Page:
It was probably inevitable that the early '00s pop divas would start to release divorce albums. "Goodbye Lullaby," Avril Lavigne's first disc since her split from Sum 41 singer (and "Lullaby" co-producer) Deryck Whibley, is an album at war with itself, divided into uptempo pop songs meant to evoke the bratty Avril of old and lovelorn ballads meant to introduce a sadder, wiser, more grown-up Avril.
Lavigne, 26, pouts her way through two genuinely terrible, can't-be-tamed punk-pop songs, "Smile" and "What the Hell," both of which bear the heavy hand of super-producer Max Martin, but her heart isn't in it. Once a Hot Topic punk pioneer, she now sounds like a B-list Katy Perry who isn't having any fun.
But "Goodbye Lullaby" is at heart a breakup album, prone to pretty, indistinct heartbreak ballads with swelling strings. Some are generic ("Everybody Hurts," not an R.E.M. cover) and others ("Goodbye") are genuinely affecting, though there's something about Lavigne's voice that makes even the saddest songs seem callow; she has to work twice as hard as the average diva to avoid merely sounding annoyed.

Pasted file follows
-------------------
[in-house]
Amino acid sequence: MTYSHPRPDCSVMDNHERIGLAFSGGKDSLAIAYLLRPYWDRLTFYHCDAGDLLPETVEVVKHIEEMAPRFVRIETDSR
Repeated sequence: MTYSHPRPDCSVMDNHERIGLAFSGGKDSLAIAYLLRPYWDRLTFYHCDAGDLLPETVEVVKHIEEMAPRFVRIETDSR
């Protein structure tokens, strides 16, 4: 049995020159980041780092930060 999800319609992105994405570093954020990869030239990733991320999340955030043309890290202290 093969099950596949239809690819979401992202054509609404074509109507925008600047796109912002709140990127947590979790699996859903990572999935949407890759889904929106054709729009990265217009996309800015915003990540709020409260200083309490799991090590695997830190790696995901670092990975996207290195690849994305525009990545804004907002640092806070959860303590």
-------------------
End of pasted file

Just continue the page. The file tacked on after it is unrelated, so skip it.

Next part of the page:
"Lullaby" can't answer the obvious questions: Does anyone want to hear Avril Lavigne being sad? In a Gaga/Ke$ha universe, does anyone want to hear Avril Lavigne at all? It's a problem for which there may be no remedy. Unlike Pink, whose own breakup album "Funhouse" is turning out to be a model of the form, Lavigne isn't a formidable talent who needs only to be set free from her handlers. And unlike the uber-malleable Britney Spears, whose disembodied voice can be plugged into any sound, Avril can only sound like Avril, for better or worse.
Recommended tracks: "Darlin," "Goodbye"